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Osteoarthritis vs rheumatoid arthritis pathophysiology

Visit us (http://www.khanacademy.org/science/healthcare-and-medicine) for health and medicine content or (http://www.khanacademy.org/test-prep/mcat) for MCAT related content. These videos do not provide medical advice and are for informational purposes only. The videos are not intended to be a substitute for professional medical advice, diagnosis or treatment. Always seek the advice of a qualified health provider with any questions you may have regarding a medical condition. Never disregard professional medical advice or delay in seeking it because of something you have read or seen in any Khan Academy video. Created by Amy Fan.

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Video transcript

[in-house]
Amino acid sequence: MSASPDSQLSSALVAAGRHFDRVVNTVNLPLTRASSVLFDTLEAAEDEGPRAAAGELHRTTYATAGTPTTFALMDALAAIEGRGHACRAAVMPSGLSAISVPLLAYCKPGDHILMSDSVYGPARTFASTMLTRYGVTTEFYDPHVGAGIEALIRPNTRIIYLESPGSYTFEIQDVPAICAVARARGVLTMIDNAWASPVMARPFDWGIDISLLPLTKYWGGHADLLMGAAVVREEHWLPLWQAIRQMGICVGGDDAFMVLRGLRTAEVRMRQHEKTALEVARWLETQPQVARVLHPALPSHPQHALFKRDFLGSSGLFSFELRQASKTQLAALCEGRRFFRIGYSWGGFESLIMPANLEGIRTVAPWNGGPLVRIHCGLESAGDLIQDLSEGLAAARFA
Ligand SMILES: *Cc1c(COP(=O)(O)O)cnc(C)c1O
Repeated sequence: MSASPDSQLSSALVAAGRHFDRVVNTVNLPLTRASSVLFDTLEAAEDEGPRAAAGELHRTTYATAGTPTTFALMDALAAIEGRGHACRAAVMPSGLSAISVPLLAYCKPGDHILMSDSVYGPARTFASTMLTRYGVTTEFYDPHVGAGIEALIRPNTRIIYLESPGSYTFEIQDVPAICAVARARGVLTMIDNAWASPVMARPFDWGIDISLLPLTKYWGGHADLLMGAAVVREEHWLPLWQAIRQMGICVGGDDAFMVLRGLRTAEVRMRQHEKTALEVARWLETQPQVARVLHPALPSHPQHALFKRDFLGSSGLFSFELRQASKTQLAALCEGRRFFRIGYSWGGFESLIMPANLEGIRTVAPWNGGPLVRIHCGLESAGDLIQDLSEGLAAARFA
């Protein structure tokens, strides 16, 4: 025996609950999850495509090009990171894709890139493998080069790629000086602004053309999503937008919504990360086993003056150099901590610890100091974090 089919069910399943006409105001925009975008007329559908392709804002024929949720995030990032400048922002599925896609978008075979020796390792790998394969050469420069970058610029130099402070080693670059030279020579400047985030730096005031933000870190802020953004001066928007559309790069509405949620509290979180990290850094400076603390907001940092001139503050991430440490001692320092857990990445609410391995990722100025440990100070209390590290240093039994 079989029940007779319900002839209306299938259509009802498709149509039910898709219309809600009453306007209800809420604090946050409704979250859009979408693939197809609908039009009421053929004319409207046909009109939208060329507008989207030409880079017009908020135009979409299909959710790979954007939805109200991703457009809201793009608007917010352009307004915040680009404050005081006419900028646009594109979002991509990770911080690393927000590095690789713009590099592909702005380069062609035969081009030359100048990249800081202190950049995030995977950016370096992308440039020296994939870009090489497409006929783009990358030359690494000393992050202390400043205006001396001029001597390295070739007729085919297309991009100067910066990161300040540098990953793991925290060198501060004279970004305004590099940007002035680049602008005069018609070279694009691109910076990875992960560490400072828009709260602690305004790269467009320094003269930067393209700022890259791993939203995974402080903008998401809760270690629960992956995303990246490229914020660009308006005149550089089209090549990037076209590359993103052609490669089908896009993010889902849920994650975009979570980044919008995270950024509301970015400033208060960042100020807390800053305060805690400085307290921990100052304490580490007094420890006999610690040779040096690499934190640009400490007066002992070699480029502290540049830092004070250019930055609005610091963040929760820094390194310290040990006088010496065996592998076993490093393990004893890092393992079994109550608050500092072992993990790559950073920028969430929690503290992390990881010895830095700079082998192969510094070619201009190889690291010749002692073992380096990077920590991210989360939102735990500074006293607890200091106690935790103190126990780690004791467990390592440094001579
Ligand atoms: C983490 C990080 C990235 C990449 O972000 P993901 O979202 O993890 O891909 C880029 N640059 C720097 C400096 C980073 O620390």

- [Voiceover] I thought about drawing two different joints to show us the difference between rheumatoid and osteoarthritis. But then I thought showing it on the same picture might be easier to see the differences. But on this side we'll keep it rheumatoid arthritis, and the other side, green, will be osteoarthritis. Let's start with the pathophysiology of osteoarthritis which is overuse. This is where elderly people, or people who are carrying a lot of extra weight, or have extra wear and tear on their joints tend to get osteoarthritis. And first thing's first, we have our joint space here, this is a synovial joint, so it moves. These two bones move against each other. These are gonna be the bone parts. We're not gonna do very much with them, we care about where they come together. This yellowish layer you see here, is cartilage. It's kind of a cushion between the two bones. We don't want the two bones to rub against each other. This soft, waxy cartilage, do rub against each other. Now over here we have the synovium, which is a very thin layer of tissue. And its job is to produce synovial fluid, which is a lubricant of the whole system. Synovium if you look at the word, just as an extra trivia, syn means "similar to", and ovium is referring to the word "ovum" or "egg". So synovial fluid secreted by the synovium, is this whitish material, very, kind of like the consistency of egg whites. I think that's where the word came from. Synovium, like egg whites. And that's all filled in their joint space here, to lubricate the movements between the two bones. So as you can imagine, this system allows the bones to move every which way, gives us movement. Osteoarthritis if I had to summarize it in two words, I would say it is cartilage destruction. It is purely mechanical wear and tear of the cartilage layer, this cushioning. So we think of elderly people having this problem, but the truth is, the state of one's cartilage is also genetic, some people have better or more cartilage to begin with. So the age issue aside, just think of it as the destruction of cartilage layer with time. I'm gonna use this bottom piece of bone to draw it out. So this nice waxy cartilage we have will start to get destroyed. Just with time, the mechanical force of rubbing against the other pieces day after day. So some of these little pieces of cartilage might actually break off and be floating in the joint space. This is supposed to be a very pure, sterile environment, so this is irritating to have these pieces floating around. We call them "joint mice". All it means is just little pieces, joint mice. And then if you can imagine this cartilage layer getting thinner on both sides, what's gonna happen is the bone will get closer to rubbing against each other, and when we actually get to the point of bone rubbing against bone, we have this polishing of the bone surface. And the bones are not supposed to rub against each other, so being polished is not a good thing. I'm gonna write "bone surface polished". And this is where we get the grinding sound, the crepitus, that comes with osteoarthritis. Instead of sliding against each other without noise, like the cartilage is able to do, bone makes this crunchy sound. As a result of all this irritation, the bone actually starts to get these things called osteophytes. They're like jagged edges that grow into the joint space from the surface of the bone. It's made of calcium, and it is from the irritation and deposition of calcium. So these jagged edges are called osteophytes. This is what we sometimes refer to as bone spurs. They're very uncomfortable and painful. They can lead to the enlargement or the change of shape of the joint. Actually there are two specific names for osteophytes in two different places. One we call it Bouchard's nodes. Bouchard's nodes. And these are gonna be in the fingers, but specifically in the P-I-P joint, the proximal interphalangeal joint. So proximal means closer to the center of the body, so this is gonna be the second-to-last knuckle on the fingers. And then the other ones are called heberdenes. Heberden nodes, or heberden's nodes. I'm not gonna write nodes there, it's the same thing, Heberden's nodes. And these are gonna be in the distal interphalangeal joints. Which are gonna be the last knuckle closest to the fingertips. The difference between them is the location, but it's basically the same principle. So between the joint mice, the osteophytes, the bones crunching against each other, that's where the pain and irritation comes from of osteoarthritis. With rest it can get better, but it's not gonna reverse this process. Resting allows us to slow down the further destruction. But these osteophytes are not gonna regress on its own. So now let's come over to the other side. Rheumatoid arthritis, I like using red because rheumatoid arthritis reminds me of a whole, systemic state of inflammation, which is exactly what it is. It's an autoimmune disorder, which means our own immune system is turning on our body, and attacking it. One thing that we associate with rheumatoid arthritis is something called HLA-DR4. This is especially important for test-prep. When you see it, it should be like a reflex, think of rheumatoid arthritis. And this is a surface receptor on a cell that can activate our immune system to attack. In the subsequent attack that happens, if I had to summarize RA in one word, it would be "synovitis". Remember, "itis" always refers to inflammation. So synovium is the victim of these attacks, and synovitis is what happens, inflammation of the synovium. The synovial lining here becomes irritated and inflamed. I'm drawing on both sides, red for inflammation, that looks pretty inflamed. And as the body's response to this inflammation, something that forms in, when we're talking arthritis that's very, also like a reflex you should recognize it, is called a pannus. And a pannus is basically a group, or a conglomeration of granulation tissue. I'm gonna use a different color for this. I'm gonna use brown to draw the pannus, and this is something just, granulation tissue that forms. This is just a basic principle of the body's way of dealing with inflammation. Granulation, let me write that down here. Granulation. And granulation is kind of alive in a way, there are blood vessels and living tissue in there. And something that happens when you have granulation deposition is that it contracts. So that the shape actually changes, so contraction is again at the heart of what happens in rheumatoid arthritis. So this nice space here created by the joint capsule, because of the granulation tissue after it lays there, it contracts over time. So two things happen here with this contraction. Number one is gonna be fusion. Literally fusing together of the bones. So when people with RA wake up in the morning, that's why it's worse in the morning, because you literally can't bend. Or a more medical word would probably be ankylosing. It means the same thing, just a fancier way of saying it. Ankylosing of the joints. Number two, there's gonna be some pulling of the joints, because the contraction is not gonna be exactly symmetrical. So because everything's connected, when this granulation tissue pulls, the joint, the bone might shift to be over here. And this pulling dragging of the joint space leads to deformities. Kind of a crookedness to the shape, or the angle of the joints. And the stereotype is that this deformity is the most prominent in the PIP joints. The proximal interphalangeal joints. Interestingly, remember that RA spares the DIP. So the last knuckle to the fingertip usually is not affected. But the next one up, the PIP usually is. So as you can see, RA and OA kind of come from completely different directions. And they affect very different parts of the joint. Oh, one thing I also wanted to mention with RA, we talked about rheumatoid factor. This is something you can test for in the blood that points you toward a rheumatoid disease, rheumatoid factor. And I just wanted to mention that this is an IgM, which is a class of antibodies. It's an IgM antibody that is responsible for this, and it can tell you how severe the disease is by how much rheumatoid factor is in the body. And as a result of all this inflammation, a response to inflammation, if we took a sample of the synovial fluid, it's gonna be high in neutrophils. Immune cell neutrophils. It's a white blood cell, and it's something the body recruits to the area to cause the inflammation. Without going into way too much immunology, I just wanted to include the rheumatoid factor antibody as being a key player here. It recruits the immune system to the area, and is responsible for the autoimmune reaction that happens there.